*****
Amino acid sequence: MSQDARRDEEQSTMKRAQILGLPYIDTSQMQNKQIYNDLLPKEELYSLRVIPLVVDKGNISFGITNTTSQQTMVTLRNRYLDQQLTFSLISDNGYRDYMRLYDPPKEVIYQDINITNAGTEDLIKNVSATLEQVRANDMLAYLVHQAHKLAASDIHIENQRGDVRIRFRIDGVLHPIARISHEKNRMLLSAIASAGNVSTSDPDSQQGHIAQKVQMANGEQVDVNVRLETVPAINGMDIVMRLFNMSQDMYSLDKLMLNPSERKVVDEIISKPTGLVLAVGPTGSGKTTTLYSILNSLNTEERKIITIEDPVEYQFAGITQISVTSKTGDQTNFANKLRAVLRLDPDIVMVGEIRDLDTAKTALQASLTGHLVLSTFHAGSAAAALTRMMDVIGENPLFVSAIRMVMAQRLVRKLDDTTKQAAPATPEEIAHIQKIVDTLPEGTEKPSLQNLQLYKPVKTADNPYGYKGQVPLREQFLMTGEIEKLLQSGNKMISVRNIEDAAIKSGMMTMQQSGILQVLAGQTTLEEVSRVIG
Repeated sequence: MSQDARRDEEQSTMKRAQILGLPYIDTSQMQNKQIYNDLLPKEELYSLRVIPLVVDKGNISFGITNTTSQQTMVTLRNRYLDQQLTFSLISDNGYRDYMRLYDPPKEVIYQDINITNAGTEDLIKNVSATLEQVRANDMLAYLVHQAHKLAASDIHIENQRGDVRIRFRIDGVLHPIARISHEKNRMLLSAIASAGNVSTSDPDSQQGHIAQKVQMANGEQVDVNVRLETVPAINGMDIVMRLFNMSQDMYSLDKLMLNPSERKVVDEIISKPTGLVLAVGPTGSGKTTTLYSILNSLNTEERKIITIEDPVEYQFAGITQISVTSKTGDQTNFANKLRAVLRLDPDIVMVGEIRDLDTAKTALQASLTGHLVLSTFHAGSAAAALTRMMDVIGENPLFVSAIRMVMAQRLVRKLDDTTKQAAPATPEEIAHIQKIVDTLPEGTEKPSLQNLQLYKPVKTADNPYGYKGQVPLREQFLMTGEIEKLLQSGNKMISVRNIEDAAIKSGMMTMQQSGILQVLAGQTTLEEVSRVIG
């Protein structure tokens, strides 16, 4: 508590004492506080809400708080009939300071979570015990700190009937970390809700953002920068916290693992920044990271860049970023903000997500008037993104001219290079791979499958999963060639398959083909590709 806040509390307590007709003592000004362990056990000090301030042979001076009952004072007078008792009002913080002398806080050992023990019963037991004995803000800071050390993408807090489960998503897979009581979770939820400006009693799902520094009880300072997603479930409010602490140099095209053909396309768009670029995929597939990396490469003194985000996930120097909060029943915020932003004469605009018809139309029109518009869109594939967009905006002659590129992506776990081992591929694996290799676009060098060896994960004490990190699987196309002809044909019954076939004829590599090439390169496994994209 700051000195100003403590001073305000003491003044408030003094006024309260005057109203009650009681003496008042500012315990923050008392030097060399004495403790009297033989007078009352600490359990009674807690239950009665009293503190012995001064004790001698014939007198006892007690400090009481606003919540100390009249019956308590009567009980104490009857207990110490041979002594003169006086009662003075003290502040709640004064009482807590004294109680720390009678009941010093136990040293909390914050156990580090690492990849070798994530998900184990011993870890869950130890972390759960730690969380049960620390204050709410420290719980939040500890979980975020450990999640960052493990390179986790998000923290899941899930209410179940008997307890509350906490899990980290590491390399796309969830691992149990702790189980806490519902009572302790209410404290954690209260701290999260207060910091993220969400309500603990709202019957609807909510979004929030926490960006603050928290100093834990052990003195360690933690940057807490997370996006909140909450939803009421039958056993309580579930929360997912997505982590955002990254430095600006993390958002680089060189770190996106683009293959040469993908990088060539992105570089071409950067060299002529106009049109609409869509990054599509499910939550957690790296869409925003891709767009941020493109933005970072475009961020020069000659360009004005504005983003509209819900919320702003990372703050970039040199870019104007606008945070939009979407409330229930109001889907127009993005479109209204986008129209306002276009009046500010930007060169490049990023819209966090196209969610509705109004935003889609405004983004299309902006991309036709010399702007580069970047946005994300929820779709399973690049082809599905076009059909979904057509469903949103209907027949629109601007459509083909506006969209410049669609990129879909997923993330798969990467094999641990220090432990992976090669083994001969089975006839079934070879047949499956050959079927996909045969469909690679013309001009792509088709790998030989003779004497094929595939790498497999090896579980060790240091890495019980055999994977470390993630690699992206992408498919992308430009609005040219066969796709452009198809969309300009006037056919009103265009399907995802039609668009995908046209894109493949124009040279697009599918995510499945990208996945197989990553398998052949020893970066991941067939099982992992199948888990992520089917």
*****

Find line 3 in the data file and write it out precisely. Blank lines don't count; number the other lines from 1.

């Protein structure tokens, strides 16, 4: 508590004492506080809400708080009939300071979570015990700190009937970390809700953002920068916290693992920044990271860049970023903000997500008037993104001219290079791979499958999963060639398959083909590709 806040509390307590007709003592000004362990056990000090301030042979001076009952004072007078008792009002913080002398806080050992023990019963037991004995803000800071050390993408807090489960998503897979009581979770939820400006009693799902520094009880300072997603479930409010602490140099095209053909396309768009670029995929597939990396490469003194985000996930120097909060029943915020932003004469605009018809139309029109518009869109594939967009905006002659590129992506776990081992591929694996290799676009060098060896994960004490990190699987196309002809044909019954076939004829590599090439390169496994994209 700051000195100003403590001073305000003491003044408030003094006024309260005057109203009650009681003496008042500012315990923050008392030097060399004495403790009297033989007078009352600490359990009674807690239950009665009293503190012995001064004790001698014939007198006892007690400090009481606003919540100390009249019956308590009567009980104490009857207990110490041979002594003169006086009662003075003290502040709640004064009482807590004294109680720390009678009941010093136990040293909390914050156990580090690492990849070798994530998900184990011993870890869950130890972390759960730690969380049960620390204050709410420290719980939040500890979980975020450990999640960052493990390179986790998000923290899941899930209410179940008997307890509350906490899990980290590491390399796309969830691992149990702790189980806490519902009572302790209410404290954690209260701290999260207060910091993220969400309500603990709202019957609807909510979004929030926490960006603050928290100093834990052990003195360690933690940057807490997370996006909140909450939803009421039958056993309580579930929360997912997505982590955002990254430095600006993390958002680089060189770190996106683009293959040469993908990088060539992105570089071409950067060299002529106009049109609409869509990054599509499910939550957690790296869409925003891709767009941020493109933005970072475009961020020069000659360009004005504005983003509209819900919320702003990372703050970039040199870019104007606008945070939009979407409330229930109001889907127009993005479109209204986008129209306002276009009046500010930007060169490049990023819209966090196209969610509705109004935003889609405004983004299309902006991309036709010399702007580069970047946005994300929820779709399973690049082809599905076009059909979904057509469903949103209907027949629109601007459509083909506006969209410049669609990129879909997923993330798969990467094999641990220090432990992976090669083994001969089975006839079934070879047949499956050959079927996909045969469909690679013309001009792509088709790998030989003779004497094929595939790498497999090896579980060790240091890495019980055999994977470390993630690699992206992408498919992308430009609005040219066969796709452009198809969309300009006037056919009103265009399907995802039609668009995908046209894109493949124009040279697009599918995510499945990208996945197989990553398998052949020893970066991941067939099982992992199948888990992520089917």